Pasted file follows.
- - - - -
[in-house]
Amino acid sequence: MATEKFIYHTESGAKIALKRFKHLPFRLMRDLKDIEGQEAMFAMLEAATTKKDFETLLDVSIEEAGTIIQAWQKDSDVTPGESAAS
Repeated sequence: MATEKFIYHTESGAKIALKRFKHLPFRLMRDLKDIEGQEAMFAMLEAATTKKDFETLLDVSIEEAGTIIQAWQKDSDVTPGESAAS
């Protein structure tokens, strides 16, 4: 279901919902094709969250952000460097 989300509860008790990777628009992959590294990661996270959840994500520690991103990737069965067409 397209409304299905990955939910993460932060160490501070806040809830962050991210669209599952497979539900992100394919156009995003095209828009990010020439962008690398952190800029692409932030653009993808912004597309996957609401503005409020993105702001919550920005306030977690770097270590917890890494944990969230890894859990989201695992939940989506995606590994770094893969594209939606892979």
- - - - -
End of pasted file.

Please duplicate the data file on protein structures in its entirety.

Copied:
[in-house]
Amino acid sequence: MATEKFIYHTESGAKIALKRFKHLPFRLMRDLKDIEGQEAMFAMLEAATTKKDFETLLDVSIEEAGTIIQAWQKDSDVTPGESAAS
Repeated sequence: MATEKFIYHTESGAKIALKRFKHLPFRLMRDLKDIEGQEAMFAMLEAATTKKDFETLLDVSIEEAGTIIQAWQKDSDVTPGESAAS
């Protein structure tokens, strides 16, 4: 279901919902094709969250952000460097 989300509860008790990777628009992959590294990661996270959840994500520690991103990737069965067409 397209409304299905990955939910993460932060160490501070806040809830962050991210669209599952497979539900992100394919156009995003095209828009990010020439962008690398952190800029692409932030653009993808912004597309996957609401503005409020993105702001919550920005306030977690770097270590917890890494944990969230890894859990989201695992939940989506995606590994770094893969594209939606892979």